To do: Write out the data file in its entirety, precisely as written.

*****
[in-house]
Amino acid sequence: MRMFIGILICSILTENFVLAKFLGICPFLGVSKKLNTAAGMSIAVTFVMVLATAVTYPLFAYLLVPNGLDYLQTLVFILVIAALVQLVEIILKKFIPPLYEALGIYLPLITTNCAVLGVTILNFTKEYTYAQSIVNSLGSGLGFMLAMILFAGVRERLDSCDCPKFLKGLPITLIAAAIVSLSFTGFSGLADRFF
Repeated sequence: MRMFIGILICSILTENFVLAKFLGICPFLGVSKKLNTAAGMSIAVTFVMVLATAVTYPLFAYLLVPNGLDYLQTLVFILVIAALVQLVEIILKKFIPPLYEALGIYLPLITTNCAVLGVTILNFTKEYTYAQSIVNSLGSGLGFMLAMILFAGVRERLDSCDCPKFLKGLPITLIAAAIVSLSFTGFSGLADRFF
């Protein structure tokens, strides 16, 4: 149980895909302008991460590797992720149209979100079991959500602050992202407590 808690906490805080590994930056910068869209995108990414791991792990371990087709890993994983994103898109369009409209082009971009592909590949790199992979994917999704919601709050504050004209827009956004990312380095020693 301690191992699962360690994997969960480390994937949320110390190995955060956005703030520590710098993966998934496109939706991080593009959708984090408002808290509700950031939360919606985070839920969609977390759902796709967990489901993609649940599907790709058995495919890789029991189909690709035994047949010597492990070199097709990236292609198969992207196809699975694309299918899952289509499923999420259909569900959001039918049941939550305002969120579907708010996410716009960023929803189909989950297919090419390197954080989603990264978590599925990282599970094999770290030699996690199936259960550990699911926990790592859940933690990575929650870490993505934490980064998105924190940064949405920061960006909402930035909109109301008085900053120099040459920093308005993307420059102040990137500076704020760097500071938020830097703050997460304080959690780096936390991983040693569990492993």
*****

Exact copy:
[in-house]
Amino acid sequence: MRMFIGILICSILTENFVLAKFLGICPFLGVSKKLNTAAGMSIAVTFVMVLATAVTYPLFAYLLVPNGLDYLQTLVFILVIAALVQLVEIILKKFIPPLYEALGIYLPLITTNCAVLGVTILNFTKEYTYAQSIVNSLGSGLGFMLAMILFAGVRERLDSCDCPKFLKGLPITLIAAAIVSLSFTGFSGLADRFF
Repeated sequence: MRMFIGILICSILTENFVLAKFLGICPFLGVSKKLNTAAGMSIAVTFVMVLATAVTYPLFAYLLVPNGLDYLQTLVFILVIAALVQLVEIILKKFIPPLYEALGIYLPLITTNCAVLGVTILNFTKEYTYAQSIVNSLGSGLGFMLAMILFAGVRERLDSCDCPKFLKGLPITLIAAAIVSLSFTGFSGLADRFF
């Protein structure tokens, strides 16, 4: 149980895909302008991460590797992720149209979100079991959500602050992202407590 808690906490805080590994930056910068869209995108990414791991792990371990087709890993994983994103898109369009409209082009971009592909590949790199992979994917999704919601709050504050004209827009956004990312380095020693 301690191992699962360690994997969960480390994937949320110390190995955060956005703030520590710098993966998934496109939706991080593009959708984090408002808290509700950031939360919606985070839920969609977390759902796709967990489901993609649940599907790709058995495919890789029991189909690709035994047949010597492990070199097709990236292609198969992207196809699975694309299918899952289509499923999420259909569900959001039918049941939550305002969120579907708010996410716009960023929803189909989950297919090419390197954080989603990264978590599925990282599970094999770290030699996690199936259960550990699911926990790592859940933690990575929650870490993505934490980064998105924190940064949405920061960006909402930035909109109301008085900053120099040459920093308005993307420059102040990137500076704020760097500071938020830097703050997460304080959690780096936390991983040693569990492993």